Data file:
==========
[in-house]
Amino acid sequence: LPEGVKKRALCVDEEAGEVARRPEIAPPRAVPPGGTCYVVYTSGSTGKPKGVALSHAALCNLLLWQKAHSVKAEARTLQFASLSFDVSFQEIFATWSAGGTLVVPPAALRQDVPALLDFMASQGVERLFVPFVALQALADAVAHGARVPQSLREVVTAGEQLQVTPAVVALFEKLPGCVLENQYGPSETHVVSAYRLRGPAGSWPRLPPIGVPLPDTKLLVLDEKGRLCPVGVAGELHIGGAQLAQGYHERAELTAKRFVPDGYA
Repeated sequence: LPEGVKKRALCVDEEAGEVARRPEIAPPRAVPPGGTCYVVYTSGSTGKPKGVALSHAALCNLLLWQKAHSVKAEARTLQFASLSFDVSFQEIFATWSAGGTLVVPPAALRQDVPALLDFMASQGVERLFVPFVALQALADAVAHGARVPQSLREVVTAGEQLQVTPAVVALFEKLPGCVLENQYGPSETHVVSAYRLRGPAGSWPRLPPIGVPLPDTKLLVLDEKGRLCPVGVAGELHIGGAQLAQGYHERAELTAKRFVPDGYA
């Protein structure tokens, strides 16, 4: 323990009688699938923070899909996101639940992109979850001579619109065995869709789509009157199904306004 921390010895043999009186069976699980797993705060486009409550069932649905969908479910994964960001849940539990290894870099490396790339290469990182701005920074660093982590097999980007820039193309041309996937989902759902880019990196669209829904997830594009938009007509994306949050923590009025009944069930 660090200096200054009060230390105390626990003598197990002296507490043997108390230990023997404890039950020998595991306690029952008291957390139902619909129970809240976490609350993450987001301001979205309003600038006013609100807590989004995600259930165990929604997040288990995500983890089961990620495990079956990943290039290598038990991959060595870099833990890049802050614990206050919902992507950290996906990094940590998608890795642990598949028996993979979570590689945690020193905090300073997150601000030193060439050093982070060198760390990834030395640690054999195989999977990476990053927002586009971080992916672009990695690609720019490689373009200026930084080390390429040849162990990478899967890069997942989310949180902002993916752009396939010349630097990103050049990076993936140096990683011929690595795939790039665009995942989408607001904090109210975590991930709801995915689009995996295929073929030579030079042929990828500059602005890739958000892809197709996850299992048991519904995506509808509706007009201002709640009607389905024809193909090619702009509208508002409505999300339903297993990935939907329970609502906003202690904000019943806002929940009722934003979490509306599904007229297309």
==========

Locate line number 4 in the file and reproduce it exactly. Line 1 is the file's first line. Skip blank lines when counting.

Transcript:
């Protein structure tokens, strides 16, 4: 323990009688699938923070899909996101639940992109979850001579619109065995869709789509009157199904306004 921390010895043999009186069976699980797993705060486009409550069932649905969908479910994964960001849940539990290894870099490396790339290469990182701005920074660093982590097999980007820039193309041309996937989902759902880019990196669209829904997830594009938009007509994306949050923590009025009944069930 660090200096200054009060230390105390626990003598197990002296507490043997108390230990023997404890039950020998595991306690029952008291957390139902619909129970809240976490609350993450987001301001979205309003600038006013609100807590989004995600259930165990929604997040288990995500983890089961990620495990079956990943290039290598038990991959060595870099833990890049802050614990206050919902992507950290996906990094940590998608890795642990598949028996993979979570590689945690020193905090300073997150601000030193060439050093982070060198760390990834030395640690054999195989999977990476990053927002586009971080992916672009990695690609720019490689373009200026930084080390390429040849162990990478899967890069997942989310949180902002993916752009396939010349630097990103050049990076993936140096990683011929690595795939790039665009995942989408607001904090109210975590991930709801995915689009995996295929073929030579030079042929990828500059602005890739958000892809197709996850299992048991519904995506509808509706007009201002709640009607389905024809193909090619702009509208508002409505999300339903297993990935939907329970609502906003202690904000019943806002929940009722934003979490509306599904007229297309």